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Financial institutions whose employees get involved in money laundering can be held liable for the activity, U.S. financial and law enforcement experts said yesterday.

That's true even when bank management doesn't know about the criminal activity, they stressed.

"If an employee of a [major bank's]branch does something wrong, that bank can be potentially out of business," said Richard Small, assistant director of banking supervision and regulation with the U.S. Federal Reserve Board.

Mr. Small spoke yesterday at the Pacific Rim Money Laundering and Financial Crimes Conference being held this week in Vancouver.

The two speakers were on panels discussing the role of the banking community and law enforcement agencies in Operation Casablanca, a three-year-long sting operation conducted by the U.S. Customs Service into money laundering activities for Latin American drug smuggling cartels.

The investigation, the biggest probe into money laundering in U.S. history, led in May, 1998, to 162 arrests, including those of 15 Mexican banking officials, and resulted in the seizure of large amounts of cocaine and marijuana and about $100-million (U.S.) in suspect funds.

"It's important for corporations to be vigilant, and to ensure they have effective safeguards against employees who may be acting with another purpose [than the corporation's]" said Duane Lyons, an assistant U.S. attorney with the California Department of Justice.

Mr. Lyons played a lead role in the prosecutions that resulted from Operation Casablanca.

Mr. Small said Operation Casablanca highlighted the need for heightened vigilance by banks of suspect clients and activities. But an attempt to formalize that vigilance with a so-called "know your customer" policy backfired.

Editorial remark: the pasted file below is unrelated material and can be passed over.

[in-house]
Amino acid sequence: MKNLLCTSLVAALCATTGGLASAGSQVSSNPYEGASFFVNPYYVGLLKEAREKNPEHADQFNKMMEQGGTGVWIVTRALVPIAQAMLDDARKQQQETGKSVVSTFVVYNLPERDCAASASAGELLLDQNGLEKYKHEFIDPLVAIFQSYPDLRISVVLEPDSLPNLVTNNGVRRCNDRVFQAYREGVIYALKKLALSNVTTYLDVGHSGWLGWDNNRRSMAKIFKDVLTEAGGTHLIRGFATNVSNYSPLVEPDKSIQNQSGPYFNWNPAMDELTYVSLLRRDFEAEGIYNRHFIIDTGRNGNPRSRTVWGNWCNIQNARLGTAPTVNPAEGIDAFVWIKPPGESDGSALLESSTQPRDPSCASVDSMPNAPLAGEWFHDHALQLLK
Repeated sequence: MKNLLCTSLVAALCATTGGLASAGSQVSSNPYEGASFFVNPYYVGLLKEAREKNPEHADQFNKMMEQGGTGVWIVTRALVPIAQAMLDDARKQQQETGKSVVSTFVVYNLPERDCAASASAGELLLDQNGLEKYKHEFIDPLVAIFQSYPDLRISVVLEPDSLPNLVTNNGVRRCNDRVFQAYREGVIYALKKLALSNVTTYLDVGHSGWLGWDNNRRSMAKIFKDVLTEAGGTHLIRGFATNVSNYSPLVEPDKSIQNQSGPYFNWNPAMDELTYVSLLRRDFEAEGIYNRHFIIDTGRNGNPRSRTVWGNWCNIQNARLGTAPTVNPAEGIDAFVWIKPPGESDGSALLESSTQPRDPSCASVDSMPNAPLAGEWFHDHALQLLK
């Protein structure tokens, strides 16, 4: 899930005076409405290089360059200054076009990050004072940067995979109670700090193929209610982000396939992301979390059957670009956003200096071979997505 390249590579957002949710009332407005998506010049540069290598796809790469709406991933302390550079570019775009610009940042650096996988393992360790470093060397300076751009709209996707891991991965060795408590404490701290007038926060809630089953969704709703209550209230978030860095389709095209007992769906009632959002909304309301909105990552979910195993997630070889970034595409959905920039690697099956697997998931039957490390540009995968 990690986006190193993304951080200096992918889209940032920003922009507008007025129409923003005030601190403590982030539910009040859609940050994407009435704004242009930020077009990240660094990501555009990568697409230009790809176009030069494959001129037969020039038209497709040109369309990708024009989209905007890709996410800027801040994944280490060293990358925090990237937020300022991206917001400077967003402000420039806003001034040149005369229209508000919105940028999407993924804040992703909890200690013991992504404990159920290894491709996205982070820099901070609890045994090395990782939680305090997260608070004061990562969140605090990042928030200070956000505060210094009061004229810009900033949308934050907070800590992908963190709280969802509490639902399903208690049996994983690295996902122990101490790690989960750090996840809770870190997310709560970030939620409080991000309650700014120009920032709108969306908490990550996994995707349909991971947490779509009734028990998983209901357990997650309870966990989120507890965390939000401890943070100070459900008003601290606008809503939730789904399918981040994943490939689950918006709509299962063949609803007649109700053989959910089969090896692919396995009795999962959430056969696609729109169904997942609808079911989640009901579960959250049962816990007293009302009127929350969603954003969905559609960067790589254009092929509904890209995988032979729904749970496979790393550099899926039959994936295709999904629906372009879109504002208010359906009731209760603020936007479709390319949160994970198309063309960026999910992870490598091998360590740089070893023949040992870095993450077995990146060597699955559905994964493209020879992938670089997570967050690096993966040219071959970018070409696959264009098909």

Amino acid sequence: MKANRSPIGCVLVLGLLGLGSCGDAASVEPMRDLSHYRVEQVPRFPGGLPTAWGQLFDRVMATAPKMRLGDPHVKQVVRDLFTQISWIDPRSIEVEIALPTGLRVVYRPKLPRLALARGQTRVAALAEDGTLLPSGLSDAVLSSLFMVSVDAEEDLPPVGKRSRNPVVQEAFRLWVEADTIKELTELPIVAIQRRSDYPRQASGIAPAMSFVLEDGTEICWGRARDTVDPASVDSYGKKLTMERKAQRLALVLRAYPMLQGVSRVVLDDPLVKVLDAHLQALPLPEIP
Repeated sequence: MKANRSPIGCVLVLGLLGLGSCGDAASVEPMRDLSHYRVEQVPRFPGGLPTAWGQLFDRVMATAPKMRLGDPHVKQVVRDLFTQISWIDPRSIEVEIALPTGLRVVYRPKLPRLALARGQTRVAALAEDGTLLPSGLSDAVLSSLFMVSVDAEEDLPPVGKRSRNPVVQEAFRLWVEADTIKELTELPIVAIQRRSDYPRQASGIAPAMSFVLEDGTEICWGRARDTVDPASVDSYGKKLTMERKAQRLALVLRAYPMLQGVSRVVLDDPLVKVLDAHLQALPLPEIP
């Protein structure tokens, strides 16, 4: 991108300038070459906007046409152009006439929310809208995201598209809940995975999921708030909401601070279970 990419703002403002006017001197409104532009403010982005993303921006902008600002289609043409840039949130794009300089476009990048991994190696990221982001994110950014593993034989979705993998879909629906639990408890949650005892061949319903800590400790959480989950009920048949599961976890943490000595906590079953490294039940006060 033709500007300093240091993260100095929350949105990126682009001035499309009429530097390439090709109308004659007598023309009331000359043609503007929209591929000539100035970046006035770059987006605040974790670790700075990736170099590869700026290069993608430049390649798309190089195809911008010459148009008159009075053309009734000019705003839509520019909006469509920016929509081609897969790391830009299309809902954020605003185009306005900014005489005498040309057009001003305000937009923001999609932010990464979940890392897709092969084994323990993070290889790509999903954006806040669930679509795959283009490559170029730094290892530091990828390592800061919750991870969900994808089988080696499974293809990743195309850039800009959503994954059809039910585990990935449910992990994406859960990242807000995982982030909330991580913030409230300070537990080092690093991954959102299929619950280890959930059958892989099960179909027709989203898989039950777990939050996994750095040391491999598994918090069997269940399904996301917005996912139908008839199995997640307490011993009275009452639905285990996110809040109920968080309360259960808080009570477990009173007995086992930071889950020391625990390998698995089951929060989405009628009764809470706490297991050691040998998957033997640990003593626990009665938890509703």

A proposal for new regulations was issued in December, 1998, but withdrawn the next year, after Mr. Small's office received more than 350,000 submissions criticizing the plan, which many viewed as an attack on customer privacy.

Some groups, including the Canadian Bar Association, have expressed similar concerns over Bill C-22, legislation passed this summer that includes a number of new reporting requirements for banks, as well as casinos, lawyers and insurance agents.

The legislation is designed to help regulators watch for activities that can indicate money laundering, such as large cash transactions or sums flowing through accounts.

In the United States, Mr. Small says new proposals are in the works that will attempt to watch for suspicious activities without compromising most customers' privacy.

Michael Rauh, a lawyer who represented one of the Mexican banks caught up in Operation Casablanca, said the old guidelines allowed managers to open new accounts on their own. New rules require more than one signature.